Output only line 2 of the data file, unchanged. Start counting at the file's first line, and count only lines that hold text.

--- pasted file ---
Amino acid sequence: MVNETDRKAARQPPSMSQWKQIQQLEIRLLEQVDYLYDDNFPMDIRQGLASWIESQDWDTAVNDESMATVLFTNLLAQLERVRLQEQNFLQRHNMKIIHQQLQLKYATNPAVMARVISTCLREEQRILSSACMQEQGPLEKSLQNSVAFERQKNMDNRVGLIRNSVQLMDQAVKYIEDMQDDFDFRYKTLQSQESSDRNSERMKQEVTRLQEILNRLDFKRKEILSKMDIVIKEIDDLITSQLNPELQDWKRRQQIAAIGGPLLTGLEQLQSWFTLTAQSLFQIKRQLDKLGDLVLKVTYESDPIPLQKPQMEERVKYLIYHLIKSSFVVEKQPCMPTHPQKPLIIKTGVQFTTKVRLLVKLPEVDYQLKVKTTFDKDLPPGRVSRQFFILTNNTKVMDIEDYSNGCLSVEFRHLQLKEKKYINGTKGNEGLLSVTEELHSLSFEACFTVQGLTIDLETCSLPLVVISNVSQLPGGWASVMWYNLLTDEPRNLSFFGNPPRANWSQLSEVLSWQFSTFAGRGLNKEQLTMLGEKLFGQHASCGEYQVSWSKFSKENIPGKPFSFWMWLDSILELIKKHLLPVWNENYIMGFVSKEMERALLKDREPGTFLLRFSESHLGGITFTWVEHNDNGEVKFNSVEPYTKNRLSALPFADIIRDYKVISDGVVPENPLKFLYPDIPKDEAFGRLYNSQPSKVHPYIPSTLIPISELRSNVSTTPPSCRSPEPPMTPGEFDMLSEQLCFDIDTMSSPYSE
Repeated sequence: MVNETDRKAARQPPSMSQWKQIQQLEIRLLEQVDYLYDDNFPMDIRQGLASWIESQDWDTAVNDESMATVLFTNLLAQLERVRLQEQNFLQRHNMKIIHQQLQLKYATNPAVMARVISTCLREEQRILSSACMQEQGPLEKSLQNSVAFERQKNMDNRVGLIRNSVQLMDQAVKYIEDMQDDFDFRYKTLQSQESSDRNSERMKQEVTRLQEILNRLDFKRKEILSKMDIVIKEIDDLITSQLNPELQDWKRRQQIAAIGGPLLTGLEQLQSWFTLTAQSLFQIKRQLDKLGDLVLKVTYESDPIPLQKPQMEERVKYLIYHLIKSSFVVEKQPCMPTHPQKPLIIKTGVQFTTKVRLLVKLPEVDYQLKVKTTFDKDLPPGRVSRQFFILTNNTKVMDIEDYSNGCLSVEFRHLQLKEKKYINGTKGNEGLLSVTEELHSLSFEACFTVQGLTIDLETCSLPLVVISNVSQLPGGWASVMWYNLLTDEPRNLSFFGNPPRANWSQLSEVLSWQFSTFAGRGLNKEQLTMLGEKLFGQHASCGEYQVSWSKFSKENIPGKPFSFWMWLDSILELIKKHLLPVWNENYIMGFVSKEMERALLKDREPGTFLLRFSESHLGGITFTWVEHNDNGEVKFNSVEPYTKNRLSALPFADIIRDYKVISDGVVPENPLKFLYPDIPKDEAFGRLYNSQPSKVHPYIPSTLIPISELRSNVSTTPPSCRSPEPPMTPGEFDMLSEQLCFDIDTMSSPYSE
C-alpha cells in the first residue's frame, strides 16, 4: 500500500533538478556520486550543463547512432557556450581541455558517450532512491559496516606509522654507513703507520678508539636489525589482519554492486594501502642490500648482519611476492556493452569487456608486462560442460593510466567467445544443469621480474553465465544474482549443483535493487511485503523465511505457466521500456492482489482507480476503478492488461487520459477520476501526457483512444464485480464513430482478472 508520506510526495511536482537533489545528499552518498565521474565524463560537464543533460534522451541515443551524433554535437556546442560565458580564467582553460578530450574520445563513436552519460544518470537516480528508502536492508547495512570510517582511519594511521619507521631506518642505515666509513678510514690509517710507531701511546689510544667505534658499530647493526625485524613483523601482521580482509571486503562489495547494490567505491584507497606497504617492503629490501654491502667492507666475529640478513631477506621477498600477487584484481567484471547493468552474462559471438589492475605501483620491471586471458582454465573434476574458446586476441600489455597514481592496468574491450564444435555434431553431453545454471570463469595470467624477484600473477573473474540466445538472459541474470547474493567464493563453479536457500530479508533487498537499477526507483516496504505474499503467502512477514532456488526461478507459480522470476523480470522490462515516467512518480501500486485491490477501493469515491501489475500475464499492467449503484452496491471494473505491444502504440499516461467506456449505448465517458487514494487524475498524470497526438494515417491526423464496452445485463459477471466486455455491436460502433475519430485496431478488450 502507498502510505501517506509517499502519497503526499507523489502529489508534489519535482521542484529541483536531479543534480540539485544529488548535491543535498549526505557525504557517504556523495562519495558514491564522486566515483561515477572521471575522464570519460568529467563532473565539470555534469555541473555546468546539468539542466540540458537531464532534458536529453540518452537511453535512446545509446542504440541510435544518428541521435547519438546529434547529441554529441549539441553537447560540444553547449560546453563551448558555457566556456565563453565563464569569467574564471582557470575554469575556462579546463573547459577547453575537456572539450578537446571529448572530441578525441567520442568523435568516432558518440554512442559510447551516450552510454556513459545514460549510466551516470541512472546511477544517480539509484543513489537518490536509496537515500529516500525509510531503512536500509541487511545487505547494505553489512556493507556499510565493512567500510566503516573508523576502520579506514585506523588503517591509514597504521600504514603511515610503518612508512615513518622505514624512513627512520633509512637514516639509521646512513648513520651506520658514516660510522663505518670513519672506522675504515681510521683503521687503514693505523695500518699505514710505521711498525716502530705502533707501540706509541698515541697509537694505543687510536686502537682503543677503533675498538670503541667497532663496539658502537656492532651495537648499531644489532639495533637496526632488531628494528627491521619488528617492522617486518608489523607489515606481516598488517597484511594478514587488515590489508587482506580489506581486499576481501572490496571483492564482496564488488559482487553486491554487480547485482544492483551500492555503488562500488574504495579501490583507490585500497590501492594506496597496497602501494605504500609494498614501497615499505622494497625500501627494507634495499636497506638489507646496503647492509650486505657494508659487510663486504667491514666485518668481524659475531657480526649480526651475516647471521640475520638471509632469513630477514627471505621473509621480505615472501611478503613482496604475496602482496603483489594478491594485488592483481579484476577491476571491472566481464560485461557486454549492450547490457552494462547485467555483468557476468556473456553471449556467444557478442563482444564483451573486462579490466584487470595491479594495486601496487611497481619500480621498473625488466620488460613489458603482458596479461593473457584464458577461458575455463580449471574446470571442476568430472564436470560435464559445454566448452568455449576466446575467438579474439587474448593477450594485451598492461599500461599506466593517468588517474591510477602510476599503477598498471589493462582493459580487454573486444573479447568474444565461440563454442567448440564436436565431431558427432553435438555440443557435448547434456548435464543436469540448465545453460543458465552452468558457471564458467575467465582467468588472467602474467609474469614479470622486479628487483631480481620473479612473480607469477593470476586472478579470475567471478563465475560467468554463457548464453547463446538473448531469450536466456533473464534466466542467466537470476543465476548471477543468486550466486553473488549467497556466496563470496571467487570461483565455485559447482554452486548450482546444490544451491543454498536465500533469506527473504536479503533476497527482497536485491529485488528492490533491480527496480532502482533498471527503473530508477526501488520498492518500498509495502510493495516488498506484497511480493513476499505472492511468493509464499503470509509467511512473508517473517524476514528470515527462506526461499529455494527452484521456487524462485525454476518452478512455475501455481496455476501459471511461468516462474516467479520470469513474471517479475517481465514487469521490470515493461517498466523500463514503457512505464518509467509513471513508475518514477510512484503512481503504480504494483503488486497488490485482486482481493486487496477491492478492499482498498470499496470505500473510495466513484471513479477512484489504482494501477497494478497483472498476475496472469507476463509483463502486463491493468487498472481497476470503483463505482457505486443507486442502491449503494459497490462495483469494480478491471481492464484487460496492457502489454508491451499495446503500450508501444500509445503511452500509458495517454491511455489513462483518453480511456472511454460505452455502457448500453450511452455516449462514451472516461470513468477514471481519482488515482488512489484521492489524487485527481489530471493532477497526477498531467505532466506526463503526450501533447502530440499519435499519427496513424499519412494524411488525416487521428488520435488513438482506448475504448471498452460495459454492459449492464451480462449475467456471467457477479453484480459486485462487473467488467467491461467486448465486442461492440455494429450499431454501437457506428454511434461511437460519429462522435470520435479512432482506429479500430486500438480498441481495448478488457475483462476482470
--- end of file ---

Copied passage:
Repeated sequence: MVNETDRKAARQPPSMSQWKQIQQLEIRLLEQVDYLYDDNFPMDIRQGLASWIESQDWDTAVNDESMATVLFTNLLAQLERVRLQEQNFLQRHNMKIIHQQLQLKYATNPAVMARVISTCLREEQRILSSACMQEQGPLEKSLQNSVAFERQKNMDNRVGLIRNSVQLMDQAVKYIEDMQDDFDFRYKTLQSQESSDRNSERMKQEVTRLQEILNRLDFKRKEILSKMDIVIKEIDDLITSQLNPELQDWKRRQQIAAIGGPLLTGLEQLQSWFTLTAQSLFQIKRQLDKLGDLVLKVTYESDPIPLQKPQMEERVKYLIYHLIKSSFVVEKQPCMPTHPQKPLIIKTGVQFTTKVRLLVKLPEVDYQLKVKTTFDKDLPPGRVSRQFFILTNNTKVMDIEDYSNGCLSVEFRHLQLKEKKYINGTKGNEGLLSVTEELHSLSFEACFTVQGLTIDLETCSLPLVVISNVSQLPGGWASVMWYNLLTDEPRNLSFFGNPPRANWSQLSEVLSWQFSTFAGRGLNKEQLTMLGEKLFGQHASCGEYQVSWSKFSKENIPGKPFSFWMWLDSILELIKKHLLPVWNENYIMGFVSKEMERALLKDREPGTFLLRFSESHLGGITFTWVEHNDNGEVKFNSVEPYTKNRLSALPFADIIRDYKVISDGVVPENPLKFLYPDIPKDEAFGRLYNSQPSKVHPYIPSTLIPISELRSNVSTTPPSCRSPEPPMTPGEFDMLSEQLCFDIDTMSSPYSE